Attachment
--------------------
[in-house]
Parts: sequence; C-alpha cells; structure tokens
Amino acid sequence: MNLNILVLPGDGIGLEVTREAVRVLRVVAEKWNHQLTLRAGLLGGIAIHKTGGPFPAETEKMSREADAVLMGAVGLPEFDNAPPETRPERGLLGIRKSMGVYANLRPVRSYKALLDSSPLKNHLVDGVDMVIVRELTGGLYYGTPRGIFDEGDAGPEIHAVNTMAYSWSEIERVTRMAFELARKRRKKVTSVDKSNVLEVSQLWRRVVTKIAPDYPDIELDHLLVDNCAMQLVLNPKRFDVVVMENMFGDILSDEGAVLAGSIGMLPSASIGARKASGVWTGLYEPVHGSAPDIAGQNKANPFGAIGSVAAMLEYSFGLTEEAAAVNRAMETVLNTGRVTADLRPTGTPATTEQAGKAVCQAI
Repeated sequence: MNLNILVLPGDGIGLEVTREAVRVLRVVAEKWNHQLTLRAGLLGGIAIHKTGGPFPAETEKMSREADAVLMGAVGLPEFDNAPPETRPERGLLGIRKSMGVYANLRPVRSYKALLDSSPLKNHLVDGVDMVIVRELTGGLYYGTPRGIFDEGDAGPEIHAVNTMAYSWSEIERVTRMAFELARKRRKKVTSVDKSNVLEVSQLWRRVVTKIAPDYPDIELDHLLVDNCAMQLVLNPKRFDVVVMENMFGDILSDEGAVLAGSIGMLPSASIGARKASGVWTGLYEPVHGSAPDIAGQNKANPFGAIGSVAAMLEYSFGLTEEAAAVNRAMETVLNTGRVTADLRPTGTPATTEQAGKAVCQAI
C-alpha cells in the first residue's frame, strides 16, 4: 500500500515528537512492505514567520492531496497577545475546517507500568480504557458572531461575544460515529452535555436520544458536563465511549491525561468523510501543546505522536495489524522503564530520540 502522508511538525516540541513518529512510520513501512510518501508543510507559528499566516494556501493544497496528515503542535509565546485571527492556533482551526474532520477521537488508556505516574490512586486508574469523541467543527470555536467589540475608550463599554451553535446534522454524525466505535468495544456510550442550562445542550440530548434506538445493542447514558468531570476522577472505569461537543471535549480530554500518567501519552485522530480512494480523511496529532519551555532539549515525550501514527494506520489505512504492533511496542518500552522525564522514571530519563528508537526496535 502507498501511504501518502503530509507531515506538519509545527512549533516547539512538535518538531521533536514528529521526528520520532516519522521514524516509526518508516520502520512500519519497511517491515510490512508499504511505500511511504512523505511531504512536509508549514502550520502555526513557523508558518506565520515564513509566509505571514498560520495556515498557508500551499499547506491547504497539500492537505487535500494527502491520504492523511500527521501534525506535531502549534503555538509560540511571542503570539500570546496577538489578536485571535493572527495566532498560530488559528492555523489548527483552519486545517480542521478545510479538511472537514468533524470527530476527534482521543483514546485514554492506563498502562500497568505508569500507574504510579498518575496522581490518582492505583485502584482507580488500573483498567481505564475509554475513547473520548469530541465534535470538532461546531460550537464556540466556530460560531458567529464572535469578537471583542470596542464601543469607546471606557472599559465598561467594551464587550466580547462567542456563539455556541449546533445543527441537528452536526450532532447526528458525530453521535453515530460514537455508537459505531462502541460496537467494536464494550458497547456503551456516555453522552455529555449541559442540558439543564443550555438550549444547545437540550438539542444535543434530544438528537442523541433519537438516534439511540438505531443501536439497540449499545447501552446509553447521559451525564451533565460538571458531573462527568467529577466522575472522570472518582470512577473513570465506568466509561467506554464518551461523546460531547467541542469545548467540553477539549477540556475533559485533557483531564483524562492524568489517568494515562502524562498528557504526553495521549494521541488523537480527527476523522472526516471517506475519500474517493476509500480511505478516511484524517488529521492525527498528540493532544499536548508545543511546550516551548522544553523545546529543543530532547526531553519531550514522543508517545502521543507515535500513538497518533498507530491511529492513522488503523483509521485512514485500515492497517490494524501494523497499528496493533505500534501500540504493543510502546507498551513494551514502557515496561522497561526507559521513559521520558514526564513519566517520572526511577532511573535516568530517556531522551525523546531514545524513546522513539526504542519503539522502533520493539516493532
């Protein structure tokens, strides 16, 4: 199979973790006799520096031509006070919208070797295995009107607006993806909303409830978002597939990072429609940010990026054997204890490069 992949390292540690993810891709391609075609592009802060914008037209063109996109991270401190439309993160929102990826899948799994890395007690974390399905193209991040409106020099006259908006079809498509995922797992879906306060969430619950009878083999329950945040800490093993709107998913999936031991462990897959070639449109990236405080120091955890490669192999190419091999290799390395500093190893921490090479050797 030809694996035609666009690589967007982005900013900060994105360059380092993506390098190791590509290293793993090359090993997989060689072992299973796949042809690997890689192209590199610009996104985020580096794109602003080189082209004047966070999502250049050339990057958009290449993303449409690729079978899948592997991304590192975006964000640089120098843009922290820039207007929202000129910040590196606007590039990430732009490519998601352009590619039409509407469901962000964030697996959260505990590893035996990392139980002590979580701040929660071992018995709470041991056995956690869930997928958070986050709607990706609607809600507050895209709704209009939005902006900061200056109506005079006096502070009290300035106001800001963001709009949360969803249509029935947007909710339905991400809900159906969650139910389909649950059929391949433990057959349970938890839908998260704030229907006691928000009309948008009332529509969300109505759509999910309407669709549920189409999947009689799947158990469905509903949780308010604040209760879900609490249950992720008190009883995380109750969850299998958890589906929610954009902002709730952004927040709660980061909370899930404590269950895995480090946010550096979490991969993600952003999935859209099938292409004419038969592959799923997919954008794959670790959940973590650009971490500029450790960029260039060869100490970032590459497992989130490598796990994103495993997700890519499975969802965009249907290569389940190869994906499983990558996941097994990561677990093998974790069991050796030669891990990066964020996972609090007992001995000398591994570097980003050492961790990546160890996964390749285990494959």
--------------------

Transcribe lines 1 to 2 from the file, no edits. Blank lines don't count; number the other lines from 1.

[in-house]
Parts: sequence; C-alpha cells; structure tokens